Treating obesity: a follow-up study. Can the stages of change model be used as a postal screening tool?
We have previously shown that although a postal questionnaire based on the stages of change model (SCQ) failed to distinguish outpatients most likely to lose weight, it appeared to influence attendance rates. We therefore audited attendance upon receiving a pre-appointment SCQ in the post and compared this to previous standard practice in 1996. Methodology and results
Seventy-eight obese outpatients (BMI 36.7 ± 6.7 kg m–2, age 43 ± 15 years) (mean ± SD) were included. Twenty-nine per cent of patients failed to return an SCQ and were not sent an appointment and therefore did not block dietetic time. Eleven per cent returned an SCQ but did not attend (DNA) visit 1, whilst 21% attended visit 1 but DNA visit 2. Thirty-nine per cent attended both appointments and lost a significant amount of weight (105 ± 23 vs. 103.2 ± 23 kg, P < 0.0001) in 4 weeks. There was no difference in SCQ results between groups. Overall attendance rate at initial and follow-up appointments increased by 11%, while DNA rates fell by 20% compared with the 1996 audit. Conclusion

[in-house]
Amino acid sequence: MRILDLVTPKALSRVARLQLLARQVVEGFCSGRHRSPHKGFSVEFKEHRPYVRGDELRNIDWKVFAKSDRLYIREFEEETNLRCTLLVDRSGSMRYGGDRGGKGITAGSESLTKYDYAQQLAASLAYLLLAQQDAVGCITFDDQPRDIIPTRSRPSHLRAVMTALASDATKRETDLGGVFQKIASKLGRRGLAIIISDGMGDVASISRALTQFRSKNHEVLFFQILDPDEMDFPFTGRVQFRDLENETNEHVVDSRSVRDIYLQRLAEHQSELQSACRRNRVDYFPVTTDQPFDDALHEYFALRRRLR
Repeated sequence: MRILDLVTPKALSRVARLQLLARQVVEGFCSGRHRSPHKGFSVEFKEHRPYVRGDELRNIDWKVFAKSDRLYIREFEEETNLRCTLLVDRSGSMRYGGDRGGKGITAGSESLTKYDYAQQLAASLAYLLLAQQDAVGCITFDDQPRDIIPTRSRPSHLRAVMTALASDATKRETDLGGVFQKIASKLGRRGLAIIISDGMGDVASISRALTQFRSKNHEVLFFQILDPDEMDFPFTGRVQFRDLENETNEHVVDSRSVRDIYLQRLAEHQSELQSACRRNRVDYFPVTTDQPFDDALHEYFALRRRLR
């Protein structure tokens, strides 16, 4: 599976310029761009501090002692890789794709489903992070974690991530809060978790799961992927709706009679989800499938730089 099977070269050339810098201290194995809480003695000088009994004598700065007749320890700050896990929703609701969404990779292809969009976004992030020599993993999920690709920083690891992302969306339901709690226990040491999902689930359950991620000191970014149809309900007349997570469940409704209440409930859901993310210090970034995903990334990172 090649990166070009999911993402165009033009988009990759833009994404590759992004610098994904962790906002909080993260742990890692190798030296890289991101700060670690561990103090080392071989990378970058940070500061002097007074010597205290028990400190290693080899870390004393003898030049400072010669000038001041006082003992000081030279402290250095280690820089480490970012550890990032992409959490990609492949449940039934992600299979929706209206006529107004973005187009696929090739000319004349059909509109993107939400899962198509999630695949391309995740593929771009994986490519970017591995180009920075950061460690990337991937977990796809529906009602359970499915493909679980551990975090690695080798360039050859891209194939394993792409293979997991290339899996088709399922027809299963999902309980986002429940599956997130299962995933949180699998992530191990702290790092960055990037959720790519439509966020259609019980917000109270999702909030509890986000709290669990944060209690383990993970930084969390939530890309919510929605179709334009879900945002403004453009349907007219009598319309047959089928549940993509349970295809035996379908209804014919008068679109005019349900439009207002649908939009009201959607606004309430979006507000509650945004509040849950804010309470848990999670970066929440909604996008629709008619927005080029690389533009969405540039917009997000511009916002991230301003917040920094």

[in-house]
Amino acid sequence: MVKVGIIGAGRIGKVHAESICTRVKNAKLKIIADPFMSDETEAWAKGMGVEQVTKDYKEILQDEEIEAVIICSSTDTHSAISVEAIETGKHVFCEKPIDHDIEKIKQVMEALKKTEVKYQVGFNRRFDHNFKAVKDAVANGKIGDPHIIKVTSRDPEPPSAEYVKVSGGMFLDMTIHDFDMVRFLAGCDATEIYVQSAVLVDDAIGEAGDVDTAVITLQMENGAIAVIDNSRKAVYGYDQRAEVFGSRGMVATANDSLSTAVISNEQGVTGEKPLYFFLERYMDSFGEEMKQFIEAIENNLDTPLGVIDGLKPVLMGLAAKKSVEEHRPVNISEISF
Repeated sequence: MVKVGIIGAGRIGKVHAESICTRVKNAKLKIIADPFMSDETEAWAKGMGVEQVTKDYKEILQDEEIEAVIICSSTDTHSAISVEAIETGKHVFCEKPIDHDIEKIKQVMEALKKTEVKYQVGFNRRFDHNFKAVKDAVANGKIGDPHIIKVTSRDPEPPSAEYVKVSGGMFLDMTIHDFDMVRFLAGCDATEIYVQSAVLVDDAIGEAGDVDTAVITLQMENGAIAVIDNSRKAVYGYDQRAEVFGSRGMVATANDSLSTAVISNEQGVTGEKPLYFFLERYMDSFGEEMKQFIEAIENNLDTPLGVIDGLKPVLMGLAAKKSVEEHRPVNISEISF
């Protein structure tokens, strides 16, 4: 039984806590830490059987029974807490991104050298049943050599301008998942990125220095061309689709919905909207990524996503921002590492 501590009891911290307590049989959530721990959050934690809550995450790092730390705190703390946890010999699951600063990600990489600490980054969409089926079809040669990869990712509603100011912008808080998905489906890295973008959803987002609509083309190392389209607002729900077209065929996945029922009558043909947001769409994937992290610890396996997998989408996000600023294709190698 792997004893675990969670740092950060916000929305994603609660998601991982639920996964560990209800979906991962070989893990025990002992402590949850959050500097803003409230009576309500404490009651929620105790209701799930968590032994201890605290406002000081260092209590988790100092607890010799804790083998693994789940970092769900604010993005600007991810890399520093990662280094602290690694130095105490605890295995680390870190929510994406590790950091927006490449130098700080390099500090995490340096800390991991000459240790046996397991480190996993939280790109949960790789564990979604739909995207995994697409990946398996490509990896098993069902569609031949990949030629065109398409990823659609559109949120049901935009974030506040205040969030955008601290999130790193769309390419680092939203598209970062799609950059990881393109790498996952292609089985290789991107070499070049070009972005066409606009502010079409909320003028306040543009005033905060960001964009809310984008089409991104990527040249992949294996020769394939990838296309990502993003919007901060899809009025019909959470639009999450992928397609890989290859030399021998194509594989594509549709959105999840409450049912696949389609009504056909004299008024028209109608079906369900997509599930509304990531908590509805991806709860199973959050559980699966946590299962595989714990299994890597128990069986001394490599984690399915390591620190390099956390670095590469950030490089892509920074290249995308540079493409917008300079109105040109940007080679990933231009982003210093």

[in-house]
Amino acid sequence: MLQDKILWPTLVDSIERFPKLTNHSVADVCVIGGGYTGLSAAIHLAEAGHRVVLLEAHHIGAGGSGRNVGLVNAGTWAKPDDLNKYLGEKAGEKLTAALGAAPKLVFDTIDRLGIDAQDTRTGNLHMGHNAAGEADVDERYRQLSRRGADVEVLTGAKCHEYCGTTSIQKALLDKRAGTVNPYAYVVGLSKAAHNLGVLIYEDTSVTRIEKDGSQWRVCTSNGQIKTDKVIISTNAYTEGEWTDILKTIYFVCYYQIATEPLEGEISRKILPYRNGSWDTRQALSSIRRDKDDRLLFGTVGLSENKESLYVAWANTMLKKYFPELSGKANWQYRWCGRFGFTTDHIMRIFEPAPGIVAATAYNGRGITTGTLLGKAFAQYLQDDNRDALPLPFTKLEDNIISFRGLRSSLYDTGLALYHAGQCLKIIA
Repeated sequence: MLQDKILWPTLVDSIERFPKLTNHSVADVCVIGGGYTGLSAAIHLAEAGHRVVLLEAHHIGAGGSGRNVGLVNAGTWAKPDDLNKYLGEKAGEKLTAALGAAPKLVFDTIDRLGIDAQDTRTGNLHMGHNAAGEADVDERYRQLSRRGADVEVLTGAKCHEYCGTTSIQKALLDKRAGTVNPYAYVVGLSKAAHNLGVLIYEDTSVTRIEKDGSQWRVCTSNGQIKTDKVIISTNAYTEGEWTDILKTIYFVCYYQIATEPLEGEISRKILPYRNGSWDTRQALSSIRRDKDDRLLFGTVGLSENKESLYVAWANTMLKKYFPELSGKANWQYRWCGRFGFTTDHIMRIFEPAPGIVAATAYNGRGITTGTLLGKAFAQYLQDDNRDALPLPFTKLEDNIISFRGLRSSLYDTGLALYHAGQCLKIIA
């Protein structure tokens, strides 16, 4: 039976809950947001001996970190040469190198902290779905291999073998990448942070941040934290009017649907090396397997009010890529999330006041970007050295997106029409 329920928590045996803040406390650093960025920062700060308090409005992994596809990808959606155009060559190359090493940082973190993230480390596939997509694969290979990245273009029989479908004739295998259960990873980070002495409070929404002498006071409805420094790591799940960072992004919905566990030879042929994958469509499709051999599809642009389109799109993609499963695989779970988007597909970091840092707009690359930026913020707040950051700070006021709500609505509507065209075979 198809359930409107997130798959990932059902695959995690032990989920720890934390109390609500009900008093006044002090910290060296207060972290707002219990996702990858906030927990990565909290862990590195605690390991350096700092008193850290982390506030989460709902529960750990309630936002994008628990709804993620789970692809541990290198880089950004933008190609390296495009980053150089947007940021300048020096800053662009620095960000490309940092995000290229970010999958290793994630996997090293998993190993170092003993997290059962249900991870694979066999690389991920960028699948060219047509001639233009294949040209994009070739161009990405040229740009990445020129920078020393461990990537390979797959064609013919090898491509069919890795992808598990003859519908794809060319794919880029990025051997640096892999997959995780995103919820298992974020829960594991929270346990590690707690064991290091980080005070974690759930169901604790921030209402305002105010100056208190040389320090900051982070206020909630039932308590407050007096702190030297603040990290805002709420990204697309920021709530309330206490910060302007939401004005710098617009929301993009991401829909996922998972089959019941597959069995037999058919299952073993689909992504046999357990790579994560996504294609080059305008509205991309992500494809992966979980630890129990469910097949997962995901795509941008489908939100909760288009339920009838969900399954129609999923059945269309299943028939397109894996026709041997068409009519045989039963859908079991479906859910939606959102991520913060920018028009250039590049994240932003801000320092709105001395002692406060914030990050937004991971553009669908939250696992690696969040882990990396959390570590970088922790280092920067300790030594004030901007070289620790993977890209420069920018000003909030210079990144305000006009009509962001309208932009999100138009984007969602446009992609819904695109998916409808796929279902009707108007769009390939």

The SCQ has sifted out one in four patients who previously DNA an initial dietetic outpatient appointment. This has reduced waiting-list time as appointments are only book on return on the SCQ form, increased effective use of dietetic time through increased attendance rates, and lowered the DNA rate of follow-up appointments.